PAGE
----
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Abstract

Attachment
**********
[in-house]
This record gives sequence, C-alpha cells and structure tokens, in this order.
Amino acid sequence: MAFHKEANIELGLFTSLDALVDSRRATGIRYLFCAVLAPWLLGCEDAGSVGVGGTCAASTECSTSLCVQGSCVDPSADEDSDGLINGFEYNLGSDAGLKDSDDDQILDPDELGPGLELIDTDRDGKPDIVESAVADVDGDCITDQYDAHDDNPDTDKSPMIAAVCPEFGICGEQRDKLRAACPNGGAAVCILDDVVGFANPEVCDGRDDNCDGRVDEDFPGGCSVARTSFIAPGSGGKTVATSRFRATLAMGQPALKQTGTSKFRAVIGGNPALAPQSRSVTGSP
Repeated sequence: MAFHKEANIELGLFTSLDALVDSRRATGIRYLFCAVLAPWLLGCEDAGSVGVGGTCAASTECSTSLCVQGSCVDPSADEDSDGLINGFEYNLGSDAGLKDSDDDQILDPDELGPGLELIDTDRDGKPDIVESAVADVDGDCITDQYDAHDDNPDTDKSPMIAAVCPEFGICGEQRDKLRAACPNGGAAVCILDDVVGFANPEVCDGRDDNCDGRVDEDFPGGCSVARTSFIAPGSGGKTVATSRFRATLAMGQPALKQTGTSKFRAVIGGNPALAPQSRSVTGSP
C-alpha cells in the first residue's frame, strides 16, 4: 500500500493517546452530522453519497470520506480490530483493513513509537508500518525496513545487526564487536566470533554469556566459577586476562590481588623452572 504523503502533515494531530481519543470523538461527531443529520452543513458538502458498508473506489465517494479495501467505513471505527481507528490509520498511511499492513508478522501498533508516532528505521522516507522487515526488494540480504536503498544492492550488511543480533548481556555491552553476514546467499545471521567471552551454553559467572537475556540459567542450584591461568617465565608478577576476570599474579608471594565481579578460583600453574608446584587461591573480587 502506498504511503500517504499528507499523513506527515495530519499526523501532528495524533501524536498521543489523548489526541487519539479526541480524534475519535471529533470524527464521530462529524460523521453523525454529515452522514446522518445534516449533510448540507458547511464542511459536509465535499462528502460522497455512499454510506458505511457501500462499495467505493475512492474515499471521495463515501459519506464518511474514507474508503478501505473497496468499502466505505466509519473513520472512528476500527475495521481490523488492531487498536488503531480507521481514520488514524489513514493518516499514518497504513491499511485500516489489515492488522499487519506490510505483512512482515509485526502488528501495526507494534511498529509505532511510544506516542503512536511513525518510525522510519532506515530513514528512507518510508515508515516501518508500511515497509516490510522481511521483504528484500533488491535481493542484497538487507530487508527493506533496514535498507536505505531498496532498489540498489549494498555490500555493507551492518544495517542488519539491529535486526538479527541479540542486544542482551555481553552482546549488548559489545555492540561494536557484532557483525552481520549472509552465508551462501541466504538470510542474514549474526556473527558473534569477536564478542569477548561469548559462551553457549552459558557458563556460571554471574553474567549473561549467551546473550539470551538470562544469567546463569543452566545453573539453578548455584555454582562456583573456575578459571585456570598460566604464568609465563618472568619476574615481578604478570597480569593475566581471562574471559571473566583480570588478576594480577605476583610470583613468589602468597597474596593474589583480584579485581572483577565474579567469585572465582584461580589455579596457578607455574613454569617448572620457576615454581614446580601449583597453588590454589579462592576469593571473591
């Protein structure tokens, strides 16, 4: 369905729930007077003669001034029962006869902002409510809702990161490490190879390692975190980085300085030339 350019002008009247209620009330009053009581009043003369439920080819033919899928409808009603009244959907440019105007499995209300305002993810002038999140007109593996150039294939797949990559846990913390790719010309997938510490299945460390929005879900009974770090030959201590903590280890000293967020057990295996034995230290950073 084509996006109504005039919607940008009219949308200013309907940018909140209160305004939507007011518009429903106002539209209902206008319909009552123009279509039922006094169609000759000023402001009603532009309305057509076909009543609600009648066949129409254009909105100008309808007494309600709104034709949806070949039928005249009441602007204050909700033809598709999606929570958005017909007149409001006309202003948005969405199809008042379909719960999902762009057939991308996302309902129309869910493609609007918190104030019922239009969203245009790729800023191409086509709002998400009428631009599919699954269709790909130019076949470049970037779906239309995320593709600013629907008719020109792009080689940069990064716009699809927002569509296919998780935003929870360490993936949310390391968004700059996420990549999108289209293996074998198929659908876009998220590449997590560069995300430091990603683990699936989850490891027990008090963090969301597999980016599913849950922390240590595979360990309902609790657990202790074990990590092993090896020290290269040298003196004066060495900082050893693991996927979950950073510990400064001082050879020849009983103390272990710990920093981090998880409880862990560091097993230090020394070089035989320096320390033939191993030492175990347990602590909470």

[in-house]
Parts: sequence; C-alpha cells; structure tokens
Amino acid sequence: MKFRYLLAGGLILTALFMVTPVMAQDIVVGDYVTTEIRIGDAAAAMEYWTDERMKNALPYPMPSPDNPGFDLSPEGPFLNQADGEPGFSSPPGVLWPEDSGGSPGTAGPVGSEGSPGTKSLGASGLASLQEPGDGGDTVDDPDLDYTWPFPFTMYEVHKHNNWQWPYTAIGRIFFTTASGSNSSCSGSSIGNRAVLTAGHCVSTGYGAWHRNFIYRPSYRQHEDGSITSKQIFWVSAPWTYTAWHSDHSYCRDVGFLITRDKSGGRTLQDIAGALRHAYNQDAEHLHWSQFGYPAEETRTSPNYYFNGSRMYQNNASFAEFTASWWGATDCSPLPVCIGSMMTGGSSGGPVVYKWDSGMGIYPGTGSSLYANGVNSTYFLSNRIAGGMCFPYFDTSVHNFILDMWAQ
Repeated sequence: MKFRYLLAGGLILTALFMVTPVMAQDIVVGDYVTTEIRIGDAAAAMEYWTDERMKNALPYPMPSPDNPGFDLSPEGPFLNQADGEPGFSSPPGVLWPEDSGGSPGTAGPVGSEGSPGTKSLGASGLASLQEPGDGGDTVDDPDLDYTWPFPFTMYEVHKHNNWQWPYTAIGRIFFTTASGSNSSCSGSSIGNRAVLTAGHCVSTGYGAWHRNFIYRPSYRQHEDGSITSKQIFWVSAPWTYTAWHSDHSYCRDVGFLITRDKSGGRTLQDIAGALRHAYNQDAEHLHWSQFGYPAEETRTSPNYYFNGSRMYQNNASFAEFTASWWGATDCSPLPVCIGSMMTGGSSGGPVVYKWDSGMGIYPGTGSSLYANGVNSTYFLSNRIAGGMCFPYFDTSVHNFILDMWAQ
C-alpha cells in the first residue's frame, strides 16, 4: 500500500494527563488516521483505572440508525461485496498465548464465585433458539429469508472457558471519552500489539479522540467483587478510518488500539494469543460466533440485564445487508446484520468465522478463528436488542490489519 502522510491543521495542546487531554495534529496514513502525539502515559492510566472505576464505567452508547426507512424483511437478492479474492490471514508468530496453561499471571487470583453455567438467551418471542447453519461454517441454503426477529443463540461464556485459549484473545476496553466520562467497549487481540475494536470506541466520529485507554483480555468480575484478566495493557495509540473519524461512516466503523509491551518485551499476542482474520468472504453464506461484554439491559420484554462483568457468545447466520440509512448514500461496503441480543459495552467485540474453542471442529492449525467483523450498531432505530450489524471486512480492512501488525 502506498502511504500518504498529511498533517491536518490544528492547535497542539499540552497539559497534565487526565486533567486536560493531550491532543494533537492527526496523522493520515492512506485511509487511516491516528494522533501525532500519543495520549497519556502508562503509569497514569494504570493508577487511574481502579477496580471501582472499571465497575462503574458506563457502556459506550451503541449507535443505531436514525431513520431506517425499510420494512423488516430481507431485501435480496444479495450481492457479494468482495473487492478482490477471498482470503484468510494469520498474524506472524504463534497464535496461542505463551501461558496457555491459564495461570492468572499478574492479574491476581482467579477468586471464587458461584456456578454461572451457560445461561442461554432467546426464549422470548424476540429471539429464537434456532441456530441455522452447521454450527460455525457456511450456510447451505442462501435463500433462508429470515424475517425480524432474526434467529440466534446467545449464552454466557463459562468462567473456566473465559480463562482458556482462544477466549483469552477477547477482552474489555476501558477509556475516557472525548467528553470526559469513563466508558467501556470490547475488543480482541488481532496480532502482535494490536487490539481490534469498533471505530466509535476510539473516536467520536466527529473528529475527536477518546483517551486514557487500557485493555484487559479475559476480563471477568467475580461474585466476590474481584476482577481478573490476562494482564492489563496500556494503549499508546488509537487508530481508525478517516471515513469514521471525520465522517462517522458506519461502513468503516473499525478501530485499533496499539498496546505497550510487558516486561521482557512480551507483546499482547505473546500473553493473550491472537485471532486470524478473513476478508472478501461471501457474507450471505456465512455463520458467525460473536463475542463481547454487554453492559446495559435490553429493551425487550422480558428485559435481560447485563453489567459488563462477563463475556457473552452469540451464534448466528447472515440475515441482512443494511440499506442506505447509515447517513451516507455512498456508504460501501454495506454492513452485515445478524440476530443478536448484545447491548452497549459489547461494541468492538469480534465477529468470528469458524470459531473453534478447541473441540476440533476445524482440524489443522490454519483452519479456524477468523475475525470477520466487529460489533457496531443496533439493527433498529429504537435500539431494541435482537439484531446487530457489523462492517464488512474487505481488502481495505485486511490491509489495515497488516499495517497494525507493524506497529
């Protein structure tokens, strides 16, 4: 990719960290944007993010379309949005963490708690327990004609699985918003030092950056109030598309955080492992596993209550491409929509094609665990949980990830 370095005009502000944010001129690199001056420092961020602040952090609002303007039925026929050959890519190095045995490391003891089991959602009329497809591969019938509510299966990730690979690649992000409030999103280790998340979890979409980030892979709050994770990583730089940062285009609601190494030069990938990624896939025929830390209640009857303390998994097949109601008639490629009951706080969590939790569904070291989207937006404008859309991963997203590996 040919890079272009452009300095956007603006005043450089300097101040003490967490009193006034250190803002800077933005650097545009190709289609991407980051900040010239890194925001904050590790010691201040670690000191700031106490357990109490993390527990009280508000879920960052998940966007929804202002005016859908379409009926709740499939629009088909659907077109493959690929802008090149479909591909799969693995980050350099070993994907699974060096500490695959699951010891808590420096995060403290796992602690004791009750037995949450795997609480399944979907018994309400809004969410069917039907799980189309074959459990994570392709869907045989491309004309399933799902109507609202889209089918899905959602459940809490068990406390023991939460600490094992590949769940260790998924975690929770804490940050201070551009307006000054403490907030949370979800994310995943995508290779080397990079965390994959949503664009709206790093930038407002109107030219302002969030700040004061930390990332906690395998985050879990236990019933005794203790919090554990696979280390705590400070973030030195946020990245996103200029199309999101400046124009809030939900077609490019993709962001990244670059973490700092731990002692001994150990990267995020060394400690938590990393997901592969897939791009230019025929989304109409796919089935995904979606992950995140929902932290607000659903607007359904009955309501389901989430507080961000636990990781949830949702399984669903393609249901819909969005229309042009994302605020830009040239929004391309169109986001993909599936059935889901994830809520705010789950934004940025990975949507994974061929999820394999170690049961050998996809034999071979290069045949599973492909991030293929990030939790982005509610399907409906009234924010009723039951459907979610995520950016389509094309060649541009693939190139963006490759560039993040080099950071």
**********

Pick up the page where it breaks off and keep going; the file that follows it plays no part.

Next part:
Academic and popular literature suggest that one plausible explanation for declining enrollments in the Information Systems (IS) discipline is the negative stereotypical image students have about IS professionals and the profession. However, there is a lack of empirical research that investigates the image of IS professionals. This study addresses this research gap. First, an instrument was developed to measure stereotypes of IS professionals. A series of empirical analysis was conducted to establish the measure’s psychometric properties. The findings revealed a five-factor, 15-item instrument that measured IS stereotypes in terms of geeks, gender, intelligence, managerial and technical dimensions. Then, the presence of stereotypes along each of these dimensions was examined. The literature has generally assumed that IS professionals are viewed as geeks, mostly male, intelligent, technically oriented, and lacking managerial skills. The study uncovered that strong stereotypes do exist along these dimensions. However, interestingly, most of the stereotypes were found to be in the opposite direction than the literature suggested. Students disagreed that IS professionals were geeks, that the IS profession was typically dominated by men, and that IS professionals were too technically oriented. They agreed that IS professionals possessed good managerial skills and were intelligent. The paper concludes with implications for theory and practice.

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